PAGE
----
In a clear break, the 2008 platform calls for building the border fence, securing our ports, enforcing existing laws against "illegal workers and lawbreaking employers," requiring the use of E-Verify, deporting criminal aliens, denying federal funds to sanctuary cities, and refusing driver's licenses, in-state college tuition rates and Social Security benefits for illegal aliens.
The 2008 platform marks a refreshing break from the previous platform's obsequious kowtowing to the United Nations and other international bureaucrats. The 2004 platform had said that the United States is "committed to lasting institutions like the United Nations and the World Trade Organization."
The 2008 platform doesn't mention the WTO and includes several paragraphs of criticism of the United Nations, citing its "scandal-ridden and corrupt management," the "disproportionate" dues we are forced to pay, and its discrimination against Israel and the Vatican.
The 2008 platform specifically rejects the United Nations Treaty on Women and the UN Treaty on the Rights of the Child, and expresses "deep reservations" about the UN Law of the Sea Treaty.
The 2008 platform recognizes that energy independence is vital to our national security. The platform calls for drilling in "new oilfields" in Alaska and elsewhere, as well as developing nuclear power and clean coal.
The 2008 platform demands that "the risk of climate change" be based on "sound science without succumbing to no-growth radicalism." The platform also cautions against "doomsday climate change scenarios."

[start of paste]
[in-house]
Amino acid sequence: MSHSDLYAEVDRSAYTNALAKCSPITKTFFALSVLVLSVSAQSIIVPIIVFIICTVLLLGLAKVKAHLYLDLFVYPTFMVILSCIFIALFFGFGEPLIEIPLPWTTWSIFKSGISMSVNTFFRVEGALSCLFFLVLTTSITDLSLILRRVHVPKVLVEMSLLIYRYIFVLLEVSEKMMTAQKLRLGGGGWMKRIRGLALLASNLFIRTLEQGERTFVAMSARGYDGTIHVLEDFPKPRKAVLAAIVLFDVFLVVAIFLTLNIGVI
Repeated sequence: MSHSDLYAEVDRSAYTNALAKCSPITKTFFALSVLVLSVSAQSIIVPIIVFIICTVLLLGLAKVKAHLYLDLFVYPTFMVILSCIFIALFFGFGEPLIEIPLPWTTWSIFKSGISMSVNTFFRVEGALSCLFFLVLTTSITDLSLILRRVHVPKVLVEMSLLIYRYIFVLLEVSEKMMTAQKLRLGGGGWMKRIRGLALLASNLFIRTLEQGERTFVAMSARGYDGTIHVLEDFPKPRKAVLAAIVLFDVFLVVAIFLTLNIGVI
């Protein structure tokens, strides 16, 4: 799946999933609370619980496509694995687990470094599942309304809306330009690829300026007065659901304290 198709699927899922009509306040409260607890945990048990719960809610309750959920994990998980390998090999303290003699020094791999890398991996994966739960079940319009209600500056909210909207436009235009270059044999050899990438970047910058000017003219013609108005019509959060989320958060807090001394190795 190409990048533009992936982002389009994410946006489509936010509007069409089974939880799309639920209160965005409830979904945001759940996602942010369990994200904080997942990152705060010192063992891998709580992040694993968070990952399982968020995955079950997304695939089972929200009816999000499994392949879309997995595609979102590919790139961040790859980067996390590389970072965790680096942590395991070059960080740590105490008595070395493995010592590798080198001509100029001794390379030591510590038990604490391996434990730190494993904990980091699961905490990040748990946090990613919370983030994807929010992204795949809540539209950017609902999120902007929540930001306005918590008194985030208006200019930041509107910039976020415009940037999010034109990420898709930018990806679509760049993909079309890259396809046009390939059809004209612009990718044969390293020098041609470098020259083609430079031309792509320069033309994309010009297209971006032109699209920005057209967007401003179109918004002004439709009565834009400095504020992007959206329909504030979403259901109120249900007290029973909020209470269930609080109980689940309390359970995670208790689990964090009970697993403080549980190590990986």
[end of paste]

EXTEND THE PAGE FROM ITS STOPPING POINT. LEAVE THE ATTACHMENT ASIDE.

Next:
The plank affirming that "the unborn child has a fundamental individual right to life which cannot be infringed," which has been part of the Republican platform since 1984, was of course included again this year. The 2008 platform becomes the most pro-life ever by endorsing the Born Alive Infants Protection Act and the ban on partial-birth abortion, both of which identify a sharp division with Barack Obama's legislative record.
Four years ago, many grassroots Republicans were offended by a platform that called public schools "a foundation of a free, civil society" and bragged about having given us "the largest increase in federal education funding in history."
The 2008 platform better represents Republicans by standing up for parents' rights to use vouchers, tax credits, private schools or home-schooling, and to stop public schools from forcing students to answer personal, non-academic questionnaires without prior parental consent.
Sarah Palin and the 2008 platform have given Republicans a new lease on life and put John McCain on the road to victory.
Phyllis Schlafly is a national leader of the pro-family movement, a nationally syndicated columnist and author of Feminist Fantasies.
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